But because Chris is “lucky”—an emblem of the capriciousness of fate that Allen stresses throughout the script, from the opening shot, in which a tennis ball balances on top of a net, poised to drop to the opponent’s side or fall on Chris’s own—Chris gets away with the murder and is left to stew in the soup of his own guilt. But finally relieved from the narrative suspense of wanting to know what happens (and after a few unusually false endings), I found myself completely unmoved and perplexed by what I found an utterly predictable, conventional piece of work.
Not to mention its gender implications. Chloe is the vaguely insipid, innocent wife, who can’t see the betrayal that’s right in front of her; Nola is the failed actress who her rich former friends eventually label as “hard” and possibly a prostitute, reinstating the (very) old equation of women who perform on the stage as whores. Rather than somehow letting her revel in her unconventional, deeply physical sexuality (she and Chris first have sex outside in a field, during a driving rain), Allen’s narrative choice to make Nola pregnant reduces her not just to the “other woman,” but to the would-be other wife/mother, implying that mother or whore are (still) the only choices women have.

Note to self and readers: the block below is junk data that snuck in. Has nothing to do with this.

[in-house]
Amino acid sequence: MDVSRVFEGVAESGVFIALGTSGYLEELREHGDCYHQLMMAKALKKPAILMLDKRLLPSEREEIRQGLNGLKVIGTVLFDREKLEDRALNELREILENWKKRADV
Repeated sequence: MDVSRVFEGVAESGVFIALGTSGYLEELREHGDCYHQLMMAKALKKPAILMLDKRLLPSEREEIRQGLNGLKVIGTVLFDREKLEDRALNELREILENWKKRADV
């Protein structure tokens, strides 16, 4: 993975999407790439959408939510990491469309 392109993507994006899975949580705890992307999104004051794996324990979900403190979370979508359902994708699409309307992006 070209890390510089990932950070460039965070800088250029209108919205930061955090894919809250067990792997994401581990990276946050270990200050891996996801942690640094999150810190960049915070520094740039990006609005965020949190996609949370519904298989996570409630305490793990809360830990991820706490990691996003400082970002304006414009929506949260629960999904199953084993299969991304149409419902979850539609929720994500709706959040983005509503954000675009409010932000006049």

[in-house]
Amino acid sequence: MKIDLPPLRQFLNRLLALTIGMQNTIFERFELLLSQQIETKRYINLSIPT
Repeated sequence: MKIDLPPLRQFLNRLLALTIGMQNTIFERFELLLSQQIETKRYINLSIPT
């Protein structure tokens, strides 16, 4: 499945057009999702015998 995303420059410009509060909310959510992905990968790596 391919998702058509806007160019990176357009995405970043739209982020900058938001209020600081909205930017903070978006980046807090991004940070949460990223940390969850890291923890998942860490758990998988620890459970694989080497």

Tom’s family—whose too British prattling about business and horses and socializing provides the backdrop for Chris’s adventures—chatter incessantly about reproduction. Even though Tom and his wife (the more appropriate woman he marries instead of Nola) are pregnant at the alter, Tom and Chloe’s mother keeps badgering Chloe to get pregnant, as though she’s not fully part of the human race unless she’s reproducing it. “Family,” in this movie, is both empty and hegemonic, absolutely central to a social process that’s ultimately bankrupt even for the captain of industry Chris becomes. Allen doesn’t seem to be indicting the family, however, so much as promulgating these shopworn values.
Chris is the anti-hero, the one who suffers from his violent determination to hold on to his hard-won, newly privileged social position at all costs. Chris is the one who’s killed his child by his mistress. Chris is the one who, because he’s always been different, will finally never belong to this club of superficiality and wealth to which who would want to belong anyway?
Well over two hours later, I come away saying, “So what?” And shouldn’t we expect more than that?
The Feminist Spectator